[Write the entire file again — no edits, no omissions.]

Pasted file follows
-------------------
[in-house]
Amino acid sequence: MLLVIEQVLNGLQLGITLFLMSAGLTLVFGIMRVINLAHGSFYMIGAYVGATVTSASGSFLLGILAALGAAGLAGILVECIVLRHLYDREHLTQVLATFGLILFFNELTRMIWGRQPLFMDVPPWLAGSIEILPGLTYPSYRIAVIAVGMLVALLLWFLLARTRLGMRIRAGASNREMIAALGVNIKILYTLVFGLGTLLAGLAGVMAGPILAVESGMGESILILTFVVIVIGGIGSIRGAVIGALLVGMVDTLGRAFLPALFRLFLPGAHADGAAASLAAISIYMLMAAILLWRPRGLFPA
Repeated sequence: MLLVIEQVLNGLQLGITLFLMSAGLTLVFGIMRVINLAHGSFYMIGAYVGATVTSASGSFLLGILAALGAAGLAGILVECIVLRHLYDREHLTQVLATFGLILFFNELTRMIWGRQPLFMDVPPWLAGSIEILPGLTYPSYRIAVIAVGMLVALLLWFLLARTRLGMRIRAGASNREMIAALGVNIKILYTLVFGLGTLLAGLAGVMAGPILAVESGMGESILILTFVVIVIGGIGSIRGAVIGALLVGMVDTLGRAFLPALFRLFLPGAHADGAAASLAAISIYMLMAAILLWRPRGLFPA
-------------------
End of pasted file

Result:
[in-house]
Amino acid sequence: MLLVIEQVLNGLQLGITLFLMSAGLTLVFGIMRVINLAHGSFYMIGAYVGATVTSASGSFLLGILAALGAAGLAGILVECIVLRHLYDREHLTQVLATFGLILFFNELTRMIWGRQPLFMDVPPWLAGSIEILPGLTYPSYRIAVIAVGMLVALLLWFLLARTRLGMRIRAGASNREMIAALGVNIKILYTLVFGLGTLLAGLAGVMAGPILAVESGMGESILILTFVVIVIGGIGSIRGAVIGALLVGMVDTLGRAFLPALFRLFLPGAHADGAAASLAAISIYMLMAAILLWRPRGLFPA
Repeated sequence: MLLVIEQVLNGLQLGITLFLMSAGLTLVFGIMRVINLAHGSFYMIGAYVGATVTSASGSFLLGILAALGAAGLAGILVECIVLRHLYDREHLTQVLATFGLILFFNELTRMIWGRQPLFMDVPPWLAGSIEILPGLTYPSYRIAVIAVGMLVALLLWFLLARTRLGMRIRAGASNREMIAALGVNIKILYTLVFGLGTLLAGLAGVMAGPILAVESGMGESILILTFVVIVIGGIGSIRGAVIGALLVGMVDTLGRAFLPALFRLFLPGAHADGAAASLAAISIYMLMAAILLWRPRGLFPA